PORT GAMBLE — Nearly 900 cars pass through Port Gamble during the early morning commute. Most blaze on through the old mill town to go north and hit the Hood Canal Bridge. Others head further south on the peninsula. So, there’s not a lot of time to meander and view the picture-perfect, manicured historic homes and lawns on a weekday morning.
But Julie McAfee and Jon Rose want to change that.
In fact, they want to bring the town back to what it was in the early 20th Century. While small services have been recently added, they are starting with a modern convenience — the drive-thru espresso stand.
Historic Grounds Coffee Company, run by McAfee and owned by Rose’s company, Olympic Property Group, opened up at the end of June and business has been as hot as they espresso they serve.
Regulars have been pleased, McAfee said, noting the stand developed a clientele right off the bat.
Not only do the baristas serve espresso, teas, Panache Coffee, fruit smoothies fresh pastries and truffles but customers can get a free history lesson if they ask the right questions.
“All the baristas are informed of the history of Port Gamble,” McAfee said, noting that clients actually do ask questions about the town and what is going on with the buildings, or general history of the community itself.
The 8-foot by 10-foot yellow building with brick red trim is the newest building in town and is located just west of the former auto service/gas station (which sits vacant next to Historic Grounds). But slowly Rose hopes to get the town jumping with redevelopment of the way things used to be.
“As a flavor to the stand, when people stop, they get information and a great cup of coffee,” McAfee remarked, adding that punch cards are available, with Double Punch Tuesdays and the 10th coffee is free.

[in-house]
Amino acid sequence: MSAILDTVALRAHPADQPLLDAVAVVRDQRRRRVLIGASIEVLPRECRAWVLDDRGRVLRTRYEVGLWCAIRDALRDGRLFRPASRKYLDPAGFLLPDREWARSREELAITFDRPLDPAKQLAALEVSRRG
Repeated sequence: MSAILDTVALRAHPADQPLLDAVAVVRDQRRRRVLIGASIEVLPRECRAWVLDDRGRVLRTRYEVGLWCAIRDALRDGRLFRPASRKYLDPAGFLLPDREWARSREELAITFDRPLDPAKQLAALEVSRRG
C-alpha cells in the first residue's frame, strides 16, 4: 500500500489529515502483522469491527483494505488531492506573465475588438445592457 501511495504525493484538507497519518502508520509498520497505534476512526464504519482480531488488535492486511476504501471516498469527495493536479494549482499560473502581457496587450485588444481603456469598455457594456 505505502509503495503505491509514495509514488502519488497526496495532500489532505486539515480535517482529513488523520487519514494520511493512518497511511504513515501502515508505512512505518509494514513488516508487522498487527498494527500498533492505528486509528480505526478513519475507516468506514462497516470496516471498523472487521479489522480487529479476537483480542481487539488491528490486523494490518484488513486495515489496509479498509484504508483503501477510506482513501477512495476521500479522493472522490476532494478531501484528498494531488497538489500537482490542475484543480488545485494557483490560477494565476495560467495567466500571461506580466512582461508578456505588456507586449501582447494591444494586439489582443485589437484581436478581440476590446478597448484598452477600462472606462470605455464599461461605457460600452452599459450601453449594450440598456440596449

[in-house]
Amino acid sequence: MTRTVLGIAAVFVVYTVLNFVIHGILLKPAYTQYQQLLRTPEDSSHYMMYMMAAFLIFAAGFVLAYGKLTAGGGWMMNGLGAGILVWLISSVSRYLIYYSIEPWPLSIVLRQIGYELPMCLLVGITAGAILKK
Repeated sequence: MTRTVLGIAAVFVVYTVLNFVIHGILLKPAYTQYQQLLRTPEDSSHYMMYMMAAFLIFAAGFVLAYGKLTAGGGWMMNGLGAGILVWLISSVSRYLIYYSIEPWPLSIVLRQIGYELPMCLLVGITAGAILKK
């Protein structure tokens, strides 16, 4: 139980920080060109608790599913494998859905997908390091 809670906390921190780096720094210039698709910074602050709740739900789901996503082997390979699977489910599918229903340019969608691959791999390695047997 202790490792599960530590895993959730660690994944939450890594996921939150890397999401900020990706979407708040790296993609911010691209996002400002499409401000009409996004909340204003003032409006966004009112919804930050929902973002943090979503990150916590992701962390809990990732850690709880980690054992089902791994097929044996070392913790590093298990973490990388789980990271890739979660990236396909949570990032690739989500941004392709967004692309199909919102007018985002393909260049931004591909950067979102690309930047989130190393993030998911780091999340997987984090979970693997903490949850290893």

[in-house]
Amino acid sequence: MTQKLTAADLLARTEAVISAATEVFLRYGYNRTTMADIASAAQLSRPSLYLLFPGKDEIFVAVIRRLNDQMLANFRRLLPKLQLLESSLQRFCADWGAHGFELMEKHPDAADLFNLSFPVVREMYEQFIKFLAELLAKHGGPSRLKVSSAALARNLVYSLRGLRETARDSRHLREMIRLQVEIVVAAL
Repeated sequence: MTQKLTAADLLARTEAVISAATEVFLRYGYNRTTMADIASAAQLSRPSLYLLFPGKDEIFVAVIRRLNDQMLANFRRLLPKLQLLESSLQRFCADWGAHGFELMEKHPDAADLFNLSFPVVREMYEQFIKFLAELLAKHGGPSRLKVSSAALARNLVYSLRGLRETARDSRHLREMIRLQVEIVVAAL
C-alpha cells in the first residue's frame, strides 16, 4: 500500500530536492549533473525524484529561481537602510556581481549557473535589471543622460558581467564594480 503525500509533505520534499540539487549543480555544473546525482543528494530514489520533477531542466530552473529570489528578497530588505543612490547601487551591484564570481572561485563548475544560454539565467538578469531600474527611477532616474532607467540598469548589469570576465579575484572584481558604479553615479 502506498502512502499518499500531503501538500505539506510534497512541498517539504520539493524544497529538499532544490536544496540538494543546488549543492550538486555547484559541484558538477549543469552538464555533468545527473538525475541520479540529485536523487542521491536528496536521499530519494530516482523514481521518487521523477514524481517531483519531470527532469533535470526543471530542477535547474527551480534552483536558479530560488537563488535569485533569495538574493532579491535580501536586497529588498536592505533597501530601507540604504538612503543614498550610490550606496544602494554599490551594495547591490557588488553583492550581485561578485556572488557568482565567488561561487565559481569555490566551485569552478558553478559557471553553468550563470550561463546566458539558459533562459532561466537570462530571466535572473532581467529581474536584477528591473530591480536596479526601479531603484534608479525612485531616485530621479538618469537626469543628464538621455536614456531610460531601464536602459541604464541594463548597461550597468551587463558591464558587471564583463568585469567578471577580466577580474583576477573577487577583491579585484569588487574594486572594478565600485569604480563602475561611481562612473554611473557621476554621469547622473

“(McAfee) is the type of person who knows a lot about a lot of little things about Port Gamble,” said Signe Verrill, a barista with the stand.
McAfee approached Rose with a business plan for the stand and from there, plans were scrutinized and numbers were crunched.
“I believed in this stand from the start,” McAfee said, explaining that cars were counted from 4:30 a.m. to 8:30 a.m. in 1999, to get an idea of the traffic flow. Based on a Department of Transportation report in the same year, 5,800 cars pass through the town a day.
“People say they are so excited to stop for coffee and have a reason to stop (in Port Gamble),” she noted.
The property group is slowly phasing in new development in the small town, Rose said. After the mill closed in 1995, it shut down a reason to visit Port Gamble, he said. But since the town regained its commercial zoning allowance again in 2000, businesses are jumping, with a new town logo, new economy and the requirement for “everything new looks old,” Rose remarked.
So, it may take a while to figure out if a certain building is historic with a fresh coat of paint, or just a new building with an old feel.